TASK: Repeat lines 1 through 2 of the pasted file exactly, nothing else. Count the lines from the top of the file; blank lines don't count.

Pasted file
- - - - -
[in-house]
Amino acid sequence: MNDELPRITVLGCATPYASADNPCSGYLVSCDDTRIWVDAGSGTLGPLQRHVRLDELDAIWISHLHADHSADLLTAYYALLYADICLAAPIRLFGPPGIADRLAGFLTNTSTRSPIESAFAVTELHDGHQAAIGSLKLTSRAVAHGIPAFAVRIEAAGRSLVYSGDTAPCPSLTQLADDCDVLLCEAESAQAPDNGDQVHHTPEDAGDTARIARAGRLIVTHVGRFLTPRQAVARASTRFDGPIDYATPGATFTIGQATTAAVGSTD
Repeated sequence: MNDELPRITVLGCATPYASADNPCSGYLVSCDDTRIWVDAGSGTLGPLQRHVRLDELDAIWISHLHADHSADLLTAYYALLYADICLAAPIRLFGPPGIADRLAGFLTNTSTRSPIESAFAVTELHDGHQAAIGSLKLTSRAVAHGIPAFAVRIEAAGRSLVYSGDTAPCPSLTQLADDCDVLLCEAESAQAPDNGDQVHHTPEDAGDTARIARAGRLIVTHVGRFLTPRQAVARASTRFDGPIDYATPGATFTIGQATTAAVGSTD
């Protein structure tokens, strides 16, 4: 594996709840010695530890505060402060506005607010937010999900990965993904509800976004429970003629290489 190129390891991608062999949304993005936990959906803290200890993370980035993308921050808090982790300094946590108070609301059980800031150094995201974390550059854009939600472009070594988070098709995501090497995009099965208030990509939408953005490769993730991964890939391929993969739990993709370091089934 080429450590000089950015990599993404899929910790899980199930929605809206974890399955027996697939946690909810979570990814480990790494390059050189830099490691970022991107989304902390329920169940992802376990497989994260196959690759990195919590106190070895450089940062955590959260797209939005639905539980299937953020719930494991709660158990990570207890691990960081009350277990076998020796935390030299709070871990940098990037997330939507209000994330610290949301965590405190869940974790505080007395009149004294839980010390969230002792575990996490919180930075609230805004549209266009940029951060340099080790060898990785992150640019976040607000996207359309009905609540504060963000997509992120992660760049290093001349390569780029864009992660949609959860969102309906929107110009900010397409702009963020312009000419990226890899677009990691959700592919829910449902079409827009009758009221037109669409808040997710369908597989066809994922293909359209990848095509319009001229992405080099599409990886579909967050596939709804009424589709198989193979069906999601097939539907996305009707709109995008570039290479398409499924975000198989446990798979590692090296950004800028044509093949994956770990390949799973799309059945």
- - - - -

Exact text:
[in-house]
Amino acid sequence: MNDELPRITVLGCATPYASADNPCSGYLVSCDDTRIWVDAGSGTLGPLQRHVRLDELDAIWISHLHADHSADLLTAYYALLYADICLAAPIRLFGPPGIADRLAGFLTNTSTRSPIESAFAVTELHDGHQAAIGSLKLTSRAVAHGIPAFAVRIEAAGRSLVYSGDTAPCPSLTQLADDCDVLLCEAESAQAPDNGDQVHHTPEDAGDTARIARAGRLIVTHVGRFLTPRQAVARASTRFDGPIDYATPGATFTIGQATTAAVGSTD